Europlanet Science Congress 2021
Virtual meeting
13 – 24 September 2021
Europlanet Science Congress 2021
Virtual meeting
13 September – 24 September 2021
EPSC Abstracts
Vol. 15, EPSC2021-873, 2021, updated on 12 Aug 2021
https://doi.org/10.5194/epsc2021-873
European Planetary Science Congress 2021
© Author(s) 2021. This work is distributed under
the Creative Commons Attribution 4.0 License.

Mapelia: Your Swiss Knife to Tactile Planetary Globes

Amelia Ortiz-Gil and Jordi Burguet-Castell
Amelia Ortiz-Gil and Jordi Burguet-Castell
  • University of Valencia Astronomical Observatory (Spain)

Abstract
Since 2011 our group at the University of Valencia Astronomical Observatory has been developing tactile 3D models of planetary bodies in order to make planetary sciences more accessible to all publics, in particular, blind or visually impaired people.

The first model we produced was a tactile globe of the Moon, that was kindly funded by Europlanet through its annual call for funding outreach projects[1]. The model was produced through a rather lengthy and laborious process that involved using four different kinds of software.

The tactile Moon was so successful that we started a whole project - called “A Touch of the Universe” - with the goal of developing tactile astronomical resources for outreach and education, in particular, the creation of planetary 3D tactile models[2] (Fig.1).

The larger number of 3D models that we wanted to produce, together with our wish to allow other researchers to be able to produce their own tactile globes, inspired us to develop a quick, easy-to-use software for everyone to enjoy: “Mapelia and friends” [3].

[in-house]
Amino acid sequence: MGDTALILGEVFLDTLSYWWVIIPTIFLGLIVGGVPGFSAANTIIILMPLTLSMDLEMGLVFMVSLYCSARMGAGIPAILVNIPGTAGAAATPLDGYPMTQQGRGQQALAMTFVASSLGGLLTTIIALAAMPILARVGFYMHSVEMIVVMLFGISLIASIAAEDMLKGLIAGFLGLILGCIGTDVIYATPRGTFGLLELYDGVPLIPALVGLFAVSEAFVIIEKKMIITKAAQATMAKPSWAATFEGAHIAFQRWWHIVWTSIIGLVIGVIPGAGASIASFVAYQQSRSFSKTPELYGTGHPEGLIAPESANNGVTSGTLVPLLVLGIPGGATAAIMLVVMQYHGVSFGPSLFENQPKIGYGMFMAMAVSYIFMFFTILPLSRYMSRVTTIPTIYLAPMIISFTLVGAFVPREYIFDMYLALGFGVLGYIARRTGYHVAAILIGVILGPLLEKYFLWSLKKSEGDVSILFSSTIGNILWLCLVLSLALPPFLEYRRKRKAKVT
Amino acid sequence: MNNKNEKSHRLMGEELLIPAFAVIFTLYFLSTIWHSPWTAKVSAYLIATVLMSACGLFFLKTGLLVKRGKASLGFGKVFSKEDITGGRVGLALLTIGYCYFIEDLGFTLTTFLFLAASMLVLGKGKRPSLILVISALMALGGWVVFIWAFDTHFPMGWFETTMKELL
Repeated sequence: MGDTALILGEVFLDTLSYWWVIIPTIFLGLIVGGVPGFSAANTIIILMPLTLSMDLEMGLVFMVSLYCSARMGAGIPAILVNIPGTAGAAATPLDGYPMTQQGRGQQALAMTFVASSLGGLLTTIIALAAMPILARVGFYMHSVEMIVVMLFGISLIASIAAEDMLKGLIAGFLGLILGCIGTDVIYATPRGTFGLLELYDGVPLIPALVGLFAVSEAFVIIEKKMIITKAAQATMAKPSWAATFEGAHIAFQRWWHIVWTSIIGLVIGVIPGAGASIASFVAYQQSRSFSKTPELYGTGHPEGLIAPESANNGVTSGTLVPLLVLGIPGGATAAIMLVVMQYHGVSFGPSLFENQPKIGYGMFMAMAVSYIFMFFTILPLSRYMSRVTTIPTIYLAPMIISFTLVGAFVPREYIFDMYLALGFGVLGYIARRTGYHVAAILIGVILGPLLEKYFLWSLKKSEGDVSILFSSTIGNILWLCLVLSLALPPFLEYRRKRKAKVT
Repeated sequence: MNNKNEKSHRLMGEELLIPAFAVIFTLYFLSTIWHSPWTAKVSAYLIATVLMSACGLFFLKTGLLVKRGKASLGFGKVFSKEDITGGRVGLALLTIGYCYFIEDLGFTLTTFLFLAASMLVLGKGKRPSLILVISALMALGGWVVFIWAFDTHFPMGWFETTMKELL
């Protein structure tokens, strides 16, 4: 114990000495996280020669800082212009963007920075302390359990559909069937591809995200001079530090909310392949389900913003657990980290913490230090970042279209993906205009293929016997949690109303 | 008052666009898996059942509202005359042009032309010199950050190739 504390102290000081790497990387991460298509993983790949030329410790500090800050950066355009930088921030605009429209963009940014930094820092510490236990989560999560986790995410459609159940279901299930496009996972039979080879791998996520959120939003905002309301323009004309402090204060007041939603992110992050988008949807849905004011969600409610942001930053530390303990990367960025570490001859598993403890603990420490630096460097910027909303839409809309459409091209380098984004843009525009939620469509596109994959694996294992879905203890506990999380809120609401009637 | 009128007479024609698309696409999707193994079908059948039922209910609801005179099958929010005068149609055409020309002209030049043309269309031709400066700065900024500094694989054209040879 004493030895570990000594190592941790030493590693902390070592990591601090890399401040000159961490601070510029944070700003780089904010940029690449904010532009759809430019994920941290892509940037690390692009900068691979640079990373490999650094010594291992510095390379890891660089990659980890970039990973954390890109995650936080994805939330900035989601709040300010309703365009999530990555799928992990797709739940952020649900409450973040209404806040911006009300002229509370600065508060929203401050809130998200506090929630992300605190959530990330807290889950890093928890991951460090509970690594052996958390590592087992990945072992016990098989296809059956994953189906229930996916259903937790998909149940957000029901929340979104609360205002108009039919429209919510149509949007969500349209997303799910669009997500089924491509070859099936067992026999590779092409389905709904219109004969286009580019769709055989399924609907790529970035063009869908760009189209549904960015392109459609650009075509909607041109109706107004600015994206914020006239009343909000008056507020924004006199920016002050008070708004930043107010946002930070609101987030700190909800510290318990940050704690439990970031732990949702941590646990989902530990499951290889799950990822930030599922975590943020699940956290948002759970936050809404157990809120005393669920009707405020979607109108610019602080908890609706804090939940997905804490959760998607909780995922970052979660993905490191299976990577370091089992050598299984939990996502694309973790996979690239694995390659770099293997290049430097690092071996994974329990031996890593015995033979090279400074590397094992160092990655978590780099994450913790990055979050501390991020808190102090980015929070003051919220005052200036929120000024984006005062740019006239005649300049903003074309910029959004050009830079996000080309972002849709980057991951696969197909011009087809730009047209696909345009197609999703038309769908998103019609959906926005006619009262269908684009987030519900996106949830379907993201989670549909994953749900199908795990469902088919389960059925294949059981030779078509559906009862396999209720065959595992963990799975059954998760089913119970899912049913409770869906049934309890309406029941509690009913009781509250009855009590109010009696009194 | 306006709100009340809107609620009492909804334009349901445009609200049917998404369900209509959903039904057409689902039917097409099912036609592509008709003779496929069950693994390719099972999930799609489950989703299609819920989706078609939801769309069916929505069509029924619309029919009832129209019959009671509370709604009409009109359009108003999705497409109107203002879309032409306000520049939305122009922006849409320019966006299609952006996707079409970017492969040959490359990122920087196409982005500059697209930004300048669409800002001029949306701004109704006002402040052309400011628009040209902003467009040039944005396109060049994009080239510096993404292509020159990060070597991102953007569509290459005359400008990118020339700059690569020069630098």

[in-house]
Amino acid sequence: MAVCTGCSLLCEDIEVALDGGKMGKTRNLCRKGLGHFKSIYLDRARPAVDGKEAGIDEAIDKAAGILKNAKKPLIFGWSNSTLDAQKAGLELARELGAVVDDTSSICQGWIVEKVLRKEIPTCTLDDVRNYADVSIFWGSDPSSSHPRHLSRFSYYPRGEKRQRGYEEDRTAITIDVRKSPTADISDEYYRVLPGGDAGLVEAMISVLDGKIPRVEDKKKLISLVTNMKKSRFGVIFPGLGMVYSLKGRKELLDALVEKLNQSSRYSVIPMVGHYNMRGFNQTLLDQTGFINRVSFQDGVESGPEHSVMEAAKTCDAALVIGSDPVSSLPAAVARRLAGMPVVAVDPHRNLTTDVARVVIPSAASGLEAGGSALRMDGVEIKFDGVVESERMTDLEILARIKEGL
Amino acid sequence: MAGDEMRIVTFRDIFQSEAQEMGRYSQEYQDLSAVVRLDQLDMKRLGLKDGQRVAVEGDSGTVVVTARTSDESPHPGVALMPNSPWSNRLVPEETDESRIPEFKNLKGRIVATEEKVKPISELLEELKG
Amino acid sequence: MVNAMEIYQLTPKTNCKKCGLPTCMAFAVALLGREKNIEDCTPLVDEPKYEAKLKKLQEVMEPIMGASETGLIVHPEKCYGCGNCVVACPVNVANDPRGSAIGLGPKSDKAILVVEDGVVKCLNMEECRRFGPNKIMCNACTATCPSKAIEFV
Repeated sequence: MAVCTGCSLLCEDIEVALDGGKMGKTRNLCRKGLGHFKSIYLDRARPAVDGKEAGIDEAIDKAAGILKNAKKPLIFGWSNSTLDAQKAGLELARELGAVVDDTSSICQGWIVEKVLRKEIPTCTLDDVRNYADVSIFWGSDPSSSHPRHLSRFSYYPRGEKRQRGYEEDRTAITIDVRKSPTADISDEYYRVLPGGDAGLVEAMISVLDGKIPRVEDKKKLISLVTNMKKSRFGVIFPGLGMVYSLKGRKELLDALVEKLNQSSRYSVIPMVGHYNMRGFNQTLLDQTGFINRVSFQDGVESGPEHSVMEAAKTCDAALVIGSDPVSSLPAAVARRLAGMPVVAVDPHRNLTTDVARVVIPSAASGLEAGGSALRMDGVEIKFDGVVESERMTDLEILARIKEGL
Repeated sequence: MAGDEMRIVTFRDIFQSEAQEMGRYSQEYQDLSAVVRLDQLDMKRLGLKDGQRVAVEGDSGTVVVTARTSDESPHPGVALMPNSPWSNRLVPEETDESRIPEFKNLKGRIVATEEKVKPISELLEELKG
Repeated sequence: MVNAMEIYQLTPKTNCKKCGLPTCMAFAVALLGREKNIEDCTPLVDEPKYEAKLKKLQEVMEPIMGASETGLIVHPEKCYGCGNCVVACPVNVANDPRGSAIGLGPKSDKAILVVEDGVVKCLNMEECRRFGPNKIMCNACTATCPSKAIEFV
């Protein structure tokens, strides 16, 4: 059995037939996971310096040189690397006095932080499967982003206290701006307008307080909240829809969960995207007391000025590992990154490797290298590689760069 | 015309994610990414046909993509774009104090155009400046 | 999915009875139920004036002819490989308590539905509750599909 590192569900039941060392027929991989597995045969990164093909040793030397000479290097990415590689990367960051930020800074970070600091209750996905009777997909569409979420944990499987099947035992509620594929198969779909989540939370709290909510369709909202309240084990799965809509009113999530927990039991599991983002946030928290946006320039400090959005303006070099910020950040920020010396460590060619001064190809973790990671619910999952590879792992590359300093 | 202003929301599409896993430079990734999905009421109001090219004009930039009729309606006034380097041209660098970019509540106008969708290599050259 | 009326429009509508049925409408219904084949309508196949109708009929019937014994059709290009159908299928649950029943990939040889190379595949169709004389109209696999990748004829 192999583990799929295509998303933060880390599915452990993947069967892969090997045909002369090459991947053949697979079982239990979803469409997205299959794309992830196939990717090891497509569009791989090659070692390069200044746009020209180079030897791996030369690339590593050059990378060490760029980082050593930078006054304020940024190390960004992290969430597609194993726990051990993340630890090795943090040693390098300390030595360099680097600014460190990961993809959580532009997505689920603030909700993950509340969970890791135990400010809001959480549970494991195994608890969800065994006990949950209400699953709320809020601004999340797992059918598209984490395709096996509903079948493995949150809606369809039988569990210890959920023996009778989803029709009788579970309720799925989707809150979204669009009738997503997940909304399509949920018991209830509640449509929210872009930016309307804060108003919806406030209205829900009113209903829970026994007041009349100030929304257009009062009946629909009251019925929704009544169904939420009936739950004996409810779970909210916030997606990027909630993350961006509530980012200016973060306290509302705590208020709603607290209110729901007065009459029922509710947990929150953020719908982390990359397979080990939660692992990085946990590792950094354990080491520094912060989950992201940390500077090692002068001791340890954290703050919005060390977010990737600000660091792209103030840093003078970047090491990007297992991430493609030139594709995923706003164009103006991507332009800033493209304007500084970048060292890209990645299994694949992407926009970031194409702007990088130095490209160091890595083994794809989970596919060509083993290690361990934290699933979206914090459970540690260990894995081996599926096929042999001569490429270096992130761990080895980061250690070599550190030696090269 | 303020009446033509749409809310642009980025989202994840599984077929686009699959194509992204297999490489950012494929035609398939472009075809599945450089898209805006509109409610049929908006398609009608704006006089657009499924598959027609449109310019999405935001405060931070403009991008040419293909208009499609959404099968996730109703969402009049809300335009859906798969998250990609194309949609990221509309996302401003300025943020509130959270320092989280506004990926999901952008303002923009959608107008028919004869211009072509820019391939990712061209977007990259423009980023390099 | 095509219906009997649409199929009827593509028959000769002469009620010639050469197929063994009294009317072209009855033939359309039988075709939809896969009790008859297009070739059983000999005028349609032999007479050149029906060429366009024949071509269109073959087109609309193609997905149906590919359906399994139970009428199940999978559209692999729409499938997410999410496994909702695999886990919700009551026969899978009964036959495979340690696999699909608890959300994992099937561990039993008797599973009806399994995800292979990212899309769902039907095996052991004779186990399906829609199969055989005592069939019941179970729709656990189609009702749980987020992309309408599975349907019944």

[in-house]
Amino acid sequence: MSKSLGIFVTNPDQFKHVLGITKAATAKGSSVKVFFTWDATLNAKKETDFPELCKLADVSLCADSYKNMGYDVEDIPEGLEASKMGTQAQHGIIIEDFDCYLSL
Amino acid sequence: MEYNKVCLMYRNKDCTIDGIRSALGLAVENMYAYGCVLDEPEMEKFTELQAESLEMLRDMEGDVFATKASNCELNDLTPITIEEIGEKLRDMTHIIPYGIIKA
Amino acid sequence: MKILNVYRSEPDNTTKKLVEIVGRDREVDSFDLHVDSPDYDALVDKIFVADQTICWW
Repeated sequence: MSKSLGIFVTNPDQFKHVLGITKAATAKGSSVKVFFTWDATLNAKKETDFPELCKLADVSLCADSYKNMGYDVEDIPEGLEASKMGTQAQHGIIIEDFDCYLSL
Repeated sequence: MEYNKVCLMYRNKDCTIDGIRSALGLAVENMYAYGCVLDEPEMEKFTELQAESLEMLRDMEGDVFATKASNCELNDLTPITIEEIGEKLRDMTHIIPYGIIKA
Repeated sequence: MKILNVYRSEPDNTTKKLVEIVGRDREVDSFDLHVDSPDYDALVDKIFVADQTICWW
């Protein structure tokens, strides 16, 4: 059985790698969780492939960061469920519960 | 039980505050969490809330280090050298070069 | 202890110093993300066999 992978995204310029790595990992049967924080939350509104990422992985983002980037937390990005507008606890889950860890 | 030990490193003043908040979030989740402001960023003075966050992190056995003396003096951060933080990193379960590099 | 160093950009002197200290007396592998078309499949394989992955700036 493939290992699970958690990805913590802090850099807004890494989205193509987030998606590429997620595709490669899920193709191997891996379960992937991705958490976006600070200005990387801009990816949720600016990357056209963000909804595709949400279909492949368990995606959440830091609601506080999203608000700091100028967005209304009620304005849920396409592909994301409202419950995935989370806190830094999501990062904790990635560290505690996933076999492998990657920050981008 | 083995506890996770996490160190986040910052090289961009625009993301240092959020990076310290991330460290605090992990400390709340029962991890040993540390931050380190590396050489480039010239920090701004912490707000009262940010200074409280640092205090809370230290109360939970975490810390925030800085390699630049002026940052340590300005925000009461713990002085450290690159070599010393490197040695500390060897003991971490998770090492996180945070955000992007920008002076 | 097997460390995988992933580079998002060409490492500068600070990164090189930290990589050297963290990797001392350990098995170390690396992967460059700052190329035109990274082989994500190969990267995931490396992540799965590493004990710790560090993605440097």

Mapelia is a tool written in Python that uses as input jpg or png files that contain maps (that is, gridded datasets where the value of each pixel is the elevation) in any of the following projections: equirectangular, Mercator, central cylindrical, Mollweide or sinusoidal. The output of the program is a 3D file (of polygons like .ply or .stl, or points in space like .asc), that can be visualized and manipulated with programs like MeshLab or Blender.

Mapelia is accompanied by its “friends” guapelia, pintelia, poligoniza, stl-split and smooth, which add some other functionalities to Mapelia. In particular, guapelia is a GUI to use mapelia and pintelia converts maps into coloured 3D images.

The software has allowed us to make the tactile 3D models of Mars (Fig.2), Mercury, Venus (Fig. 3) and, more recently, the Earth (Fig. 4).

The software is freely available for downloading from the “A Touch of the Universe” website (https://astrokit.uv.es) and Github.

Acknowledgment

This work has been funded by the project PID2019-109592GB-100/AEI/10.13039/501100011033 from the Spanish Ministerio de Ciencia e Innovación - Agencia Estatal de Investigación.

Bibliography
[1] Ortiz-Gil, A. (2018) “3D Tactile Moon”, in Proceedings of the EPSC 2018, Berlin (Germany),
id.EPSC2018-869
[2] A Touch of the Universe, https://astrokit.uv.es
[3] Ortiz-Gil, A. & Burguet-Castell, J. (2018) “Mapelia and friends: create 3D models from maps”,
Journal of Open Source Software -2475-9066, 3, 25, 660-661. doi: 10.21105/joss.00660

Fig. 1. The tactile Moon is now part of a larger kit of tactile resources for the blind and visually impaired. Credit: A Touch of the Universe